The music is of course wonderful, but what separates Sergio from practically all of his ’60s contemporaries is the AMAZING SOUND of his recordings. Like their debut, this one was engineered by the team of Bruce Botnick and Larry Levine. Botnick is of course the man behind the superb recordings of The Doors, Love and others too numerous to mention.
Levine is no slouch either, having engineered one of the best sounding albums on the planet, Sergio Mendes’ Stillness.
Just play the group’s amazing versions of Watch What Happens, Night and Day, or Jobim’s Wave to hear the Mendes Magic that makes us swoon. For audiophiles it just doesn’t get any better. (Well, almost. Stillness is still the Ultimate, on the level of a Dark Side of the Moon or Tea for the Tillerman, but Equinox is right up there with it.)
Only the best copies are sufficiently transparent to let the listener hear all the elements laid out clearly, with each occupying a real three-dimensional space within the soundfield. When you hear one of those copies, you have to give Botnick and Levine their due. These guys knew what they were doing like few that have come along since.
One reason you have to hand the tallest trophy to Bruce for this album is that the arrangements are dramatically more complex here than on any comparable rock record of the era. There are so many elements to juggle in the densest parts of the mix, with multiple lead vocal parts, often double-tracked; background vocals by Sergio and the girls coming from every location; keyboards, bass and drums; tons of percussion popping out all over the place — there is a rich tapestry of instruments and voices, stretching across the soundstage from wall to wall, with wonderfully layered front-to-back depth.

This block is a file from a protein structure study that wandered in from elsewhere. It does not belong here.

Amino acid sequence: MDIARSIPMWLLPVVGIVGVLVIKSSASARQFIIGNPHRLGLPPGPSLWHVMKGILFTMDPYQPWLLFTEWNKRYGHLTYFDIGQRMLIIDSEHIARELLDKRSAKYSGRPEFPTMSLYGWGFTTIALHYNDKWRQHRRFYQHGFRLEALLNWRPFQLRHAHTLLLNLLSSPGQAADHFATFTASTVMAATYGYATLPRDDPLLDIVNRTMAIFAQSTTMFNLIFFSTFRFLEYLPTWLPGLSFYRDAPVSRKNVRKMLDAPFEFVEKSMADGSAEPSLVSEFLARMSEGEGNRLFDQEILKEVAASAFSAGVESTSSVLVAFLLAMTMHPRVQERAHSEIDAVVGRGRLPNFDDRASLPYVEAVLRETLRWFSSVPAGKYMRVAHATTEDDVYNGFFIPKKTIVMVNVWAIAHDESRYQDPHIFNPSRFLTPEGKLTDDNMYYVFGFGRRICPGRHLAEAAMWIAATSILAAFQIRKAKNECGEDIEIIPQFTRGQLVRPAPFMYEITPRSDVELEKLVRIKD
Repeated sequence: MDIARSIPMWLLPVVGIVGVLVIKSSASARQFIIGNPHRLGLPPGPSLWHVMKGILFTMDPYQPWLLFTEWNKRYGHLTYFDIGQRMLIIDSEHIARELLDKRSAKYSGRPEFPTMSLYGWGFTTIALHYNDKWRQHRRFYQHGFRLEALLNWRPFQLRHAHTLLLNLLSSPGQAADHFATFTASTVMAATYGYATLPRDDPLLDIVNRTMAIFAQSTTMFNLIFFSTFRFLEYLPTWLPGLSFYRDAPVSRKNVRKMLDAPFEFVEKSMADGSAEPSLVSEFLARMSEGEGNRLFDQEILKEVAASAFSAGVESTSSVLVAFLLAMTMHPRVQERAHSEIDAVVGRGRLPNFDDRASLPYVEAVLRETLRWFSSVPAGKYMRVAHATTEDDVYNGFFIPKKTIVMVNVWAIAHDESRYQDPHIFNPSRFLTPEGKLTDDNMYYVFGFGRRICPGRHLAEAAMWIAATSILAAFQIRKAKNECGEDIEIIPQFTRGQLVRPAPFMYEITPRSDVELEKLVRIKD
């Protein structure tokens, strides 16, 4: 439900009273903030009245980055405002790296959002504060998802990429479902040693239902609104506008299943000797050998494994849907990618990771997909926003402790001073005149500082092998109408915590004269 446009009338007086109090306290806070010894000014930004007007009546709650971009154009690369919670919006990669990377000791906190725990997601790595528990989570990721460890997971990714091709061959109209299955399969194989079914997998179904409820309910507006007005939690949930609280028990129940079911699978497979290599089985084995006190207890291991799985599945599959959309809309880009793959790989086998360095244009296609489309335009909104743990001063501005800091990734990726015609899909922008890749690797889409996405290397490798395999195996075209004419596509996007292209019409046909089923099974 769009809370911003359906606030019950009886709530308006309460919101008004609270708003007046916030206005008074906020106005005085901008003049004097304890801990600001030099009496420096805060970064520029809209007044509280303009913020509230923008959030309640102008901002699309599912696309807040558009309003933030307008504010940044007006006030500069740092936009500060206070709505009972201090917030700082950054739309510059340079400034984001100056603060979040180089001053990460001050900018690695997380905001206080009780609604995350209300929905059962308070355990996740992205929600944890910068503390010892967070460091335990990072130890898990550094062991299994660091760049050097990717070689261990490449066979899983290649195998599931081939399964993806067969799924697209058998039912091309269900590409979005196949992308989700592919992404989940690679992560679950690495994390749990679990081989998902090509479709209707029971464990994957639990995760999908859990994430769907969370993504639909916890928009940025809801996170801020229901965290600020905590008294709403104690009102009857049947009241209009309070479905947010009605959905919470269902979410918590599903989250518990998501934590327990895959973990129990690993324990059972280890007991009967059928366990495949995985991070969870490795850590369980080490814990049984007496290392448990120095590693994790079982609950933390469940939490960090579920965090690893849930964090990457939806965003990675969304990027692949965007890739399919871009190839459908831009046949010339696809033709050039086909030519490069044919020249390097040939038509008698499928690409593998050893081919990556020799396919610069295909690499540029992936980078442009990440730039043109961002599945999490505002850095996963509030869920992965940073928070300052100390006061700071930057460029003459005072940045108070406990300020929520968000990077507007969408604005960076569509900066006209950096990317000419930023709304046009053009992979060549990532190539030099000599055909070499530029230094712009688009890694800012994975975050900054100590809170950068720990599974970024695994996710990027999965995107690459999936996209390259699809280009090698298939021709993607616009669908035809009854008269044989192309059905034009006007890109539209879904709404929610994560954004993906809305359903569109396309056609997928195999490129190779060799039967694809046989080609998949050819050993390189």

Audiophile Sound to Die For
As you’ve no doubt noticed, we’re the world’s biggest fans of Sergio Mendes here at Better Records. Brasil ’66, Stillness, and this album are ALL Desert Island Discs for us, and we even enjoy the hell out of some of the later albums. You can search all you want, but outside of The Beatles you are going to have a very tough time finding the diverse thrills that this group offers. We go CRAZY for the breathy multi-part female vocals, their unusually voiced multi-tracked harmonies, the brilliant percussion, and, let us not forget, Mendes’ superb keyboard work anchoring as well as jazzing up the whole production.
His stuff never sounds dated to us, and we’ve never heard another artist do anything in the ’60s samba idiom nearly as well. We love Astrud Gilberto’s albums from the period, which no doubt served as a template for the style Sergio wanted to create with his new ensemble, but Brazil 66 is clearly a step up in every way: songwriting, arranging, production, and quality of musicianship.